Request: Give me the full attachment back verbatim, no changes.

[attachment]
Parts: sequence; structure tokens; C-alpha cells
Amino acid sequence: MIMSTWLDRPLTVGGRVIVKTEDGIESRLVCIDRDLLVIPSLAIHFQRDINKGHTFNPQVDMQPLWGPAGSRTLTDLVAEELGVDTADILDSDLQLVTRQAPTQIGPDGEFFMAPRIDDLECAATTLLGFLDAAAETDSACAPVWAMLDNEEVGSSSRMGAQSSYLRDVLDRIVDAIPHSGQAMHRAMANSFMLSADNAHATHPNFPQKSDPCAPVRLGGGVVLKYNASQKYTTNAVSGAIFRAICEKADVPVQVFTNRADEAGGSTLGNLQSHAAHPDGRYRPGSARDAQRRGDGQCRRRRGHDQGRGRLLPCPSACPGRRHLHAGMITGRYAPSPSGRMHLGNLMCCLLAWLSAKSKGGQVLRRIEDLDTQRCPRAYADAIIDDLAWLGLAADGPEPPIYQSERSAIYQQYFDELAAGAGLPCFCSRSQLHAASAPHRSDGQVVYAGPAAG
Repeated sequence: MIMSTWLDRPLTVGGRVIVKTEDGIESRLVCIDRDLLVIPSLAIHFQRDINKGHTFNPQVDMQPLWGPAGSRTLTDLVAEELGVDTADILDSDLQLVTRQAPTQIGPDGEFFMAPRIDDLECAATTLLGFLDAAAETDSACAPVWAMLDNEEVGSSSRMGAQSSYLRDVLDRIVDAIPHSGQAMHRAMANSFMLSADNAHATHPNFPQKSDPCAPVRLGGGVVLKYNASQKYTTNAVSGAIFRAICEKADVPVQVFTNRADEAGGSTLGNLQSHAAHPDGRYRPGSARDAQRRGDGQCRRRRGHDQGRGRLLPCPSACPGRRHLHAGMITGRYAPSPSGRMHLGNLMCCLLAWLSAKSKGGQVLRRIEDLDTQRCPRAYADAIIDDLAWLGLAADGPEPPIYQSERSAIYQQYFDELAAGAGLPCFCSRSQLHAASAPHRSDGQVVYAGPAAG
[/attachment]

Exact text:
Parts: sequence; structure tokens; C-alpha cells
Amino acid sequence: MIMSTWLDRPLTVGGRVIVKTEDGIESRLVCIDRDLLVIPSLAIHFQRDINKGHTFNPQVDMQPLWGPAGSRTLTDLVAEELGVDTADILDSDLQLVTRQAPTQIGPDGEFFMAPRIDDLECAATTLLGFLDAAAETDSACAPVWAMLDNEEVGSSSRMGAQSSYLRDVLDRIVDAIPHSGQAMHRAMANSFMLSADNAHATHPNFPQKSDPCAPVRLGGGVVLKYNASQKYTTNAVSGAIFRAICEKADVPVQVFTNRADEAGGSTLGNLQSHAAHPDGRYRPGSARDAQRRGDGQCRRRRGHDQGRGRLLPCPSACPGRRHLHAGMITGRYAPSPSGRMHLGNLMCCLLAWLSAKSKGGQVLRRIEDLDTQRCPRAYADAIIDDLAWLGLAADGPEPPIYQSERSAIYQQYFDELAAGAGLPCFCSRSQLHAASAPHRSDGQVVYAGPAAG
Repeated sequence: MIMSTWLDRPLTVGGRVIVKTEDGIESRLVCIDRDLLVIPSLAIHFQRDINKGHTFNPQVDMQPLWGPAGSRTLTDLVAEELGVDTADILDSDLQLVTRQAPTQIGPDGEFFMAPRIDDLECAATTLLGFLDAAAETDSACAPVWAMLDNEEVGSSSRMGAQSSYLRDVLDRIVDAIPHSGQAMHRAMANSFMLSADNAHATHPNFPQKSDPCAPVRLGGGVVLKYNASQKYTTNAVSGAIFRAICEKADVPVQVFTNRADEAGGSTLGNLQSHAAHPDGRYRPGSARDAQRRGDGQCRRRRGHDQGRGRLLPCPSACPGRRHLHAGMITGRYAPSPSGRMHLGNLMCCLLAWLSAKSKGGQVLRRIEDLDTQRCPRAYADAIIDDLAWLGLAADGPEPPIYQSERSAIYQQYFDELAAGAGLPCFCSRSQLHAASAPHRSDGQVVYAGPAAG